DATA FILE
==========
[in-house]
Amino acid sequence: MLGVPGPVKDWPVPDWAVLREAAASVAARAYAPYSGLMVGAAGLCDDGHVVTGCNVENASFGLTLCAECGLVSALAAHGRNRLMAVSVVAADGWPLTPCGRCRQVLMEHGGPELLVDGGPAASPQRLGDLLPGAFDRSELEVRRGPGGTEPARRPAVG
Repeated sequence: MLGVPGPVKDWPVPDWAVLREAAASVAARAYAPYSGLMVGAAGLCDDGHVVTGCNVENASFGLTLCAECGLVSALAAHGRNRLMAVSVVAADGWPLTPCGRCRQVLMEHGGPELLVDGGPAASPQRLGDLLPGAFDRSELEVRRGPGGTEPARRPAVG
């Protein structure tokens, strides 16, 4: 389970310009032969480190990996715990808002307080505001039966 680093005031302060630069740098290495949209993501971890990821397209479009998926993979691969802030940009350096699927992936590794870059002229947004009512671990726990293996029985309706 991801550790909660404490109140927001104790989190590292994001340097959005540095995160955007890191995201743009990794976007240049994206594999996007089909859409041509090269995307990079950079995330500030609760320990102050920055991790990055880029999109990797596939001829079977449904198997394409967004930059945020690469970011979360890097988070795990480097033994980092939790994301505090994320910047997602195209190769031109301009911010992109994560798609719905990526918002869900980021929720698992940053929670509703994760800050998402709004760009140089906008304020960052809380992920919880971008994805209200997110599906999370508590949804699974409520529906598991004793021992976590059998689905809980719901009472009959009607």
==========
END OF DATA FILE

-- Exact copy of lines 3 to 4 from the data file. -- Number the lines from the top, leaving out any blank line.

Repeated sequence: MLGVPGPVKDWPVPDWAVLREAAASVAARAYAPYSGLMVGAAGLCDDGHVVTGCNVENASFGLTLCAECGLVSALAAHGRNRLMAVSVVAADGWPLTPCGRCRQVLMEHGGPELLVDGGPAASPQRLGDLLPGAFDRSELEVRRGPGGTEPARRPAVG
């Protein structure tokens, strides 16, 4: 389970310009032969480190990996715990808002307080505001039966 680093005031302060630069740098290495949209993501971890990821397209479009998926993979691969802030940009350096699927992936590794870059002229947004009512671990726990293996029985309706 991801550790909660404490109140927001104790989190590292994001340097959005540095995160955007890191995201743009990794976007240049994206594999996007089909859409041509090269995307990079950079995330500030609760320990102050920055991790990055880029999109990797596939001829079977449904198997394409967004930059945020690469970011979360890097988070795990480097033994980092939790994301505090994320910047997602195209190769031109301009911010992109994560798609719905990526918002869900980021929720698992940053929670509703994760800050998402709004760009140089906008304020960052809380992920919880971008994805209200997110599906999370508590949804699974409520529906598991004793021992976590059998689905809980719901009472009959009607």